I first developed a vicious bout of Weisman Fever sometime last year with the songwriter's instant-classic Transparency* (though I seriously doubt many other bloggers/listeners would claim such a charge against the gauntlet of a double-disc. Unabashed opinion: shit is brilliant). Though that record itself is a grower, there's also something about it that was instantly pleasing to the ears. It had to do with his adherance to that Elliott Smith singer-songwriter style, which was gently matched with harmonic hyper-gymnastics, sticky-sweet melodic material and bitingly sarcastic wit that caused my brain to do double backflips. Beatleboro isn't as immediately inviting, generally a lot stranger, his voice and instrumentals meandering through abstracted melodies that ping-pong between alien pitch relationships. Still (like its predecessor) obviously pop-related and equally obvious in its association to jazz and “out” theoretical approaches, it's nonetheless a slower grower. But grow it will and grow it does with some patient listening. The sonic map of Beatleboro is a winding, dizzying, confusing labyrinth for sure, but it's also an irresistably tantalizing prospect of a thing to explore and get hopelessly lost in. Where Transparency found Weisman challenging and expanding on a familiar style, here everything feels more exotic, like something new he's forging uniquely on his own; an especially twisted crack in the pane of today's already splintered pop forum.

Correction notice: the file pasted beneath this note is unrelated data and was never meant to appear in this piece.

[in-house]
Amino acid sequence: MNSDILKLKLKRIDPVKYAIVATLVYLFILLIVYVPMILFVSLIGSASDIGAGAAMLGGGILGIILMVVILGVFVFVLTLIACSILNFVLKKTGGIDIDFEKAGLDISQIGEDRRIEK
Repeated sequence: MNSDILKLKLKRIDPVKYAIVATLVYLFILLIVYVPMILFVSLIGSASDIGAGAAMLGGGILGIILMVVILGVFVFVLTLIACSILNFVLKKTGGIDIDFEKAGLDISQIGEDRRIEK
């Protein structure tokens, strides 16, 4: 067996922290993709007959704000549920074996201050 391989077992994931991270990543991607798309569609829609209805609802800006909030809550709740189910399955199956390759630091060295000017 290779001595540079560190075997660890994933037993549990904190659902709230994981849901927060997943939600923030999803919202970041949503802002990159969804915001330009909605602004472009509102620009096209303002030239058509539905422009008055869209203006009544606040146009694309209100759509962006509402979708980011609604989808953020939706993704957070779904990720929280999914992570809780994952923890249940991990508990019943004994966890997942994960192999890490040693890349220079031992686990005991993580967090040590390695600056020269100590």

The haphazardly cut puzzle Weisman creates on this tape from the newly minted OSR label is much more complex this time out, a 500 piece upped to something like 2,500. Again he's using some simple and familiar tools (guitar, voice, and multi-track recording device). But there's so much more here as well: synths, more guitars, many instruments lightly-to-heavily effected, a higher emphasis on the role of rhythmic devices and percussion, and then his voice all scrambled, biddy-biddy'd and backwards behind his words to create a nightmarish quality that many might find off-putting. And we mustn't count out the fact that the tape is called “Beatleboro“, partly named for his hometown of Brattleboro, VT and partly (duh!) after the mop-top hit-maker/game-changers. There's plenty of Lennon/McCartney here too, gently peppered with Sgt. Pepper-y melodies (some of the prettiest of which I've heard the man produce yet) and outlined with nice keyboard work, steady strums and consonant vocal harmonies. Lyrical games are again at play, Weisman looking critically at himself and society at large in “Human Microphone” or “Selfemoliationocity.” “Don't ask me how I got this way / I never bought anything on Ebay,” he sings, yet again distancing himself from things like hype, materialism, and (especially) modern day's obsessions with technology.
The songs and ideas of Beatleboro are fleeting—Weisman says this record was composed, recorded and dubbed to the tape's final cut in chronological order, mostly first-takes/first-attempts to capture these short bursts of ear-candy tinged in foreign flavors. I'd say that he's going completely crazy if it weren't for the fact that as the tape progresses, the overtly bizzarre nature of the songs tames down over time, finishing with a trio of generally very “normal” sounding tunes, punctuating the entirety of the 24-song marathon with “Keyboard Grey,” a relaxing, bed-ridden, pillowy push into an exhausted sleep—where Weisman must have landed after recording his way through this single month's worth of work, dreaming up his next batch of songs. No telling where those dreams will lead him next, but one thing's for sure, I'll be waiting to see for myself.
*Chris Weisman has had a release between Transparency and Beatleboro called Message From Work on Autumn Records, but since I'm not familiar with it, I stuck with Transparency for my main point of reference.